About Us

Every artist owes a debt to what began their personal creative
process. To having that first thought of "I want to do that." They hear
something or see something that strikes a chord within their mind.
Call it an artistic "ribbon" that flows from creator to creator. In
the case of music, it can be a few notes or a tone, a technique or a
phrase in a song that inspires, that turns "I wanna hear more" into "I
can do that, TOO!" As music has changed and developed throughout
history, part of the wonder of it is the evolving sounds that every
new performance brings.


Leigh Stephens didn't wake up one day and KNOW how to play
guitar. He heard a note or a sound on a radio (in those days, yes, a
radio) and then heard it again, and thinking "I want to do that, too"
unknowingly connected himself to that artistic "ribbon" by deciding
to learn how to play a guitar. And like musicians down through time,
you practice. And rehearse, And try a better instrument when you
realize the limitations of the beginners model. But, again, everyone
is striving to hear that "sound" that started them down the path. In
Leigh's case, in the early 1960's, it was the new, electrifying sound
of Duane Eddy, Link Wray, Dick Dale and others like them providing a
style and sound that fit the car and surfing culture of that time.


After learning and practicing and striving to create his own
version of that sound he had heard, he, of course, realized that you
cannot perform it on your own. You need a band. And there WERE bands
like the Ventures and others that played that music. No vocals. The
guitar was the voice and the songs were unique because of the tone and
technique of that voice. Yes---- "the times they were a changin'
"---and those high school guitar bands evolved into another style and
followed that ribbon on into another version of the original sound.


And, OK, let's acknowledge the facts. Yes, that sound, in Leigh's
case, evolved into bands like Blue Cheer---and then Silver Metre and
most recently Chronic with a K. And recordings like "Red Weather" and
"Ride the Thunder." All part of the evolution of the art of the same
man but all, at this point, long past. Different music and different
times. The listening and learning that came from all of that continued
on to this day. And for Leigh, it was always about playing his guitar.
It was never about "the scene", the volume or the names involved. That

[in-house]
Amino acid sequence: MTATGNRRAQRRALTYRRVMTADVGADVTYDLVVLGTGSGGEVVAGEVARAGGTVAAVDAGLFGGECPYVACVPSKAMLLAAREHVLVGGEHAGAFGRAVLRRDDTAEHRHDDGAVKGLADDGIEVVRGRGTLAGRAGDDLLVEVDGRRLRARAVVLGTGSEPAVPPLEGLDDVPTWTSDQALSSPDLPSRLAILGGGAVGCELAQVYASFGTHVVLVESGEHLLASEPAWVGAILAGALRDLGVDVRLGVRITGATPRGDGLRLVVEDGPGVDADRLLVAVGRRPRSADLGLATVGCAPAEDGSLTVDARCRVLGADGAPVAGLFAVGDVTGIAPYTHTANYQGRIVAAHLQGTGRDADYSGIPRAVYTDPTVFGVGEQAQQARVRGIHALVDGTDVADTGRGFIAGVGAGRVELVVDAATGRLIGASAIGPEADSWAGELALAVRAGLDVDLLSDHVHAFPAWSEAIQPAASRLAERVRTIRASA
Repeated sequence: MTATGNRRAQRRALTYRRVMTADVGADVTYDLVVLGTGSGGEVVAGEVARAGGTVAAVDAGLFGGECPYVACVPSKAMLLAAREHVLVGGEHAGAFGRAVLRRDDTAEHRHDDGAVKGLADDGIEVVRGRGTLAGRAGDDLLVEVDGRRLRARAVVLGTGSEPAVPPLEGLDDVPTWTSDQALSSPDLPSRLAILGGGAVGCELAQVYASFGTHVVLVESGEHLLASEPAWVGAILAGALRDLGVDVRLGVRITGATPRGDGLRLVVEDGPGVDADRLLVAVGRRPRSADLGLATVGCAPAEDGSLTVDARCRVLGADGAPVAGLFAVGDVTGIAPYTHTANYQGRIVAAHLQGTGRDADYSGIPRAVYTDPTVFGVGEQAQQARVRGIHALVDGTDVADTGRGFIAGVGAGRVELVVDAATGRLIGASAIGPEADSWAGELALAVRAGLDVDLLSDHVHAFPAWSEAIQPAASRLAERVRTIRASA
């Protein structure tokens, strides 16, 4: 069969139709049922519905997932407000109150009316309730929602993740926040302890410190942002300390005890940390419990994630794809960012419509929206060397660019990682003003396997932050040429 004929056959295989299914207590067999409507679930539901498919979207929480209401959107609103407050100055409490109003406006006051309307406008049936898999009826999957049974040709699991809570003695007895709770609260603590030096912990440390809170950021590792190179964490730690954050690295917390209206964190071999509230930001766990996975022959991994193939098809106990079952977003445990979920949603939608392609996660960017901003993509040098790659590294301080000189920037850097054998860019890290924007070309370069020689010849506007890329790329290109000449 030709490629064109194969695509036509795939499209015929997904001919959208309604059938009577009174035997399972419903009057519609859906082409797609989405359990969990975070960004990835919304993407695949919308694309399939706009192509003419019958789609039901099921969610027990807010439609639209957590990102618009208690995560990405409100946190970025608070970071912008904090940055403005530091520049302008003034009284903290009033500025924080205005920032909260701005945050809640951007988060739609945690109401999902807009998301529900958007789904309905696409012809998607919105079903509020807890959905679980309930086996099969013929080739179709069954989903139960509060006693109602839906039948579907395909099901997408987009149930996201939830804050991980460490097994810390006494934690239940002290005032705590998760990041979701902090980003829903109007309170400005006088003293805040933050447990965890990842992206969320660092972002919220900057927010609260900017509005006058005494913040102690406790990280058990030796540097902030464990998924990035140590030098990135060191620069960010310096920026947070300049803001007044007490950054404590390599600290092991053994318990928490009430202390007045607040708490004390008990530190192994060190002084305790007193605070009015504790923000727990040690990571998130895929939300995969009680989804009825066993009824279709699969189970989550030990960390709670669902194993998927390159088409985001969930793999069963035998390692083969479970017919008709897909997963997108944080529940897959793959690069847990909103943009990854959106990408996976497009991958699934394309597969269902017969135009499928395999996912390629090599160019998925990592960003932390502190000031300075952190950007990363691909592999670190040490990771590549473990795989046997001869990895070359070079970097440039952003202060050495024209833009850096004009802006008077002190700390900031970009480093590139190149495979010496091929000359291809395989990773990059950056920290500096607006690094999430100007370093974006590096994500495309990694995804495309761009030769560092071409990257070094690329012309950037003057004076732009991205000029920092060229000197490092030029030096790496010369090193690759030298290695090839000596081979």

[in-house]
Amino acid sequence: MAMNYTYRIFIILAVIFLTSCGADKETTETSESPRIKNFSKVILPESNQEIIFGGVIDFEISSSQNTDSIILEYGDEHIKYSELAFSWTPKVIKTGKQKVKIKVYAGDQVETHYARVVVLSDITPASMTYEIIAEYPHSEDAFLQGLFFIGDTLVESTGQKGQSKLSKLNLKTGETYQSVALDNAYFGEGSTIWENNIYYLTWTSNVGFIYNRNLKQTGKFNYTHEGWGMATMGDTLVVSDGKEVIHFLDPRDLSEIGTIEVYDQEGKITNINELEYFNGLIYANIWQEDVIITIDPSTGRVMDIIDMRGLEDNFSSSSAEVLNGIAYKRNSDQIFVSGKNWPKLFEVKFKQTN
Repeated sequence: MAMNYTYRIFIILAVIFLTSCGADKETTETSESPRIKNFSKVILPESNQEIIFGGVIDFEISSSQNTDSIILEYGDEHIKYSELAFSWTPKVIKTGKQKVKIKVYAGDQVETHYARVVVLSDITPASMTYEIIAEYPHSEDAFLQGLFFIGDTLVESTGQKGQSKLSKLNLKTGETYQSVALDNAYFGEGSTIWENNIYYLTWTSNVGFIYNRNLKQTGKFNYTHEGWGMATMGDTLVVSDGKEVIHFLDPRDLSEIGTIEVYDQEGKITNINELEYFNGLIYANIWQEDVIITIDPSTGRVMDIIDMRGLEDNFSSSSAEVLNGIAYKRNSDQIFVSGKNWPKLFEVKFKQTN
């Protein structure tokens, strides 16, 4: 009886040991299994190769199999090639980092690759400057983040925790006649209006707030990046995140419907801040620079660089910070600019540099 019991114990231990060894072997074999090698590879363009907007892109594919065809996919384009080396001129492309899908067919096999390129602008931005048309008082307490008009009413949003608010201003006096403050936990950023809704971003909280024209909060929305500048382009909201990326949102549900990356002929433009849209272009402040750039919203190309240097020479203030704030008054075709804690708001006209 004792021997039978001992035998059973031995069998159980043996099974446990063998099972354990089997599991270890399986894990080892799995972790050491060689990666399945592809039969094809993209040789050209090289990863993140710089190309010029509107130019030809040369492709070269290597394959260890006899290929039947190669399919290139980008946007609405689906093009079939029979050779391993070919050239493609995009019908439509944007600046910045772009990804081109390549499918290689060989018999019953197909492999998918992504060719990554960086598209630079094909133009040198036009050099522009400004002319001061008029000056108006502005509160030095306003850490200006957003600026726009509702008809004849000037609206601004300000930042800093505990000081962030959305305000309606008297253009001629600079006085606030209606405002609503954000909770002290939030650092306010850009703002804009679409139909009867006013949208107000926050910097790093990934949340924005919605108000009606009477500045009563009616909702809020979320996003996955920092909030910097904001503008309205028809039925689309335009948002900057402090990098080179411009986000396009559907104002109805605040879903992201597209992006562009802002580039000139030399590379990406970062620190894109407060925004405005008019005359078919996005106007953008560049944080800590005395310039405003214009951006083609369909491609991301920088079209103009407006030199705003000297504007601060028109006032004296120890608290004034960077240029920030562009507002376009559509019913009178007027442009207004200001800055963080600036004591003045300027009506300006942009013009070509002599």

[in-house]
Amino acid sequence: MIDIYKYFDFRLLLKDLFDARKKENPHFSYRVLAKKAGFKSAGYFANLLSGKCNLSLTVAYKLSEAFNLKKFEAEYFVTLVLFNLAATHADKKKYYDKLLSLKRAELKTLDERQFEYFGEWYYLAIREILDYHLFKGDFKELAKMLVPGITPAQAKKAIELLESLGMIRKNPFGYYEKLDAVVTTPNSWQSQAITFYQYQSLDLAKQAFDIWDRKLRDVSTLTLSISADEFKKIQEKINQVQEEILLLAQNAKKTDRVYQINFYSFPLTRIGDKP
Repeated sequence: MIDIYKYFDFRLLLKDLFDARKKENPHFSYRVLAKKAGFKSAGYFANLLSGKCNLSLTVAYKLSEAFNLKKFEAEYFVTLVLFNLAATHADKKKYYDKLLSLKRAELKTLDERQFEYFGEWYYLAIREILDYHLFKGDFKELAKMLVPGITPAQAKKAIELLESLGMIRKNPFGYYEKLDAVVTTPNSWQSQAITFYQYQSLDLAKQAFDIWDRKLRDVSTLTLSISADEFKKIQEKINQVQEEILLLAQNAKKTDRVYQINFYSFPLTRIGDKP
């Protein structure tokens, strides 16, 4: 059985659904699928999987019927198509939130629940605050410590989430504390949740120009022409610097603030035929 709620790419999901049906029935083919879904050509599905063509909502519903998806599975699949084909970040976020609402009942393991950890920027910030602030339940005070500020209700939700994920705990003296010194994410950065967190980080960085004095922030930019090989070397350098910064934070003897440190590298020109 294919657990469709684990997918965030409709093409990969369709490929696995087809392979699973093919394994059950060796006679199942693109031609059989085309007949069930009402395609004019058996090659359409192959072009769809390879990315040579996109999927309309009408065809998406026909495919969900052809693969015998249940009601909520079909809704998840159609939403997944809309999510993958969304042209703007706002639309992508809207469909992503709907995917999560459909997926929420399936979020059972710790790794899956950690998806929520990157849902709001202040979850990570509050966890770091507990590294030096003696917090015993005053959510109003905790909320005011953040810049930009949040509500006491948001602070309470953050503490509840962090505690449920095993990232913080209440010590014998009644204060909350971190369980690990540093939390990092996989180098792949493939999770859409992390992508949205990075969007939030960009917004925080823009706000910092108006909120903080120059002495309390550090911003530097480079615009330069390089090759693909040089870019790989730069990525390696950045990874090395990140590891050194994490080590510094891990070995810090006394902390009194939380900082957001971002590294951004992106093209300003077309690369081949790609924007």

was just media talk. It has always been about following that same
"ribbon" that flows down through all music. And it plays forward. If
you simply love to play and create music, it doesn't stop just because
the light is focused elsewhere.


On this, Leigh's latest recording, that creative connection
expands in a varied and surprising way (with a number of perfect
examples of the flow of musical ideas from one artist to another)
People will immediately know songs like "Sleepwalk" or "The End of the
World," though never before in the same way as Leigh's
interpretation. Originals like "Heceta Winter" or "Fat City Dirge" set
a mood that allows you to close your eyes and listen to "slow dance on
the beach" songs that sound so very familiar though never heard before.
And, oh yes, how about the sheer power and "nod" to what Leigh was
part of in a previous era with the title track "A Rocket Down Falcon
Street."


And those "perfect examples" of the connections in music? From
long times past, here are bandmates Pete Sears and Melissa Olsen
adding their expertise to Leigh's latest work. And also here to contribute
and add there special talents are "jam" mates Eric Chun and "Baldhead"
Fred Rautman. Even more of a "chance meeting" that connects that
"ribbon" is involved with another performance contained on this recording.
Back in the 60's when Leigh was playing in his local band a brother of a friend
happened to witness a rehearsal. From that, this kid developed his OWN wide
eyed ideas of "I can do that TOO." Yeah. And another musician practiced
and pursued a sound they had heard. That young man's name was Johnny Colla.
That would be the same Johnny Colla whose saxophone provides HIS own
unique addition to the band he has played with for all these
years--- Huey Lewis and the News. That's him airing it out on
"Wild Blue Mavericks."


Just an example of how it IS all connected and how each of the
performers on this new recording followed their own path that led
them, in this case, to "A Rocket Down Falcon Street. Listen----you
never know where the notes will lead you!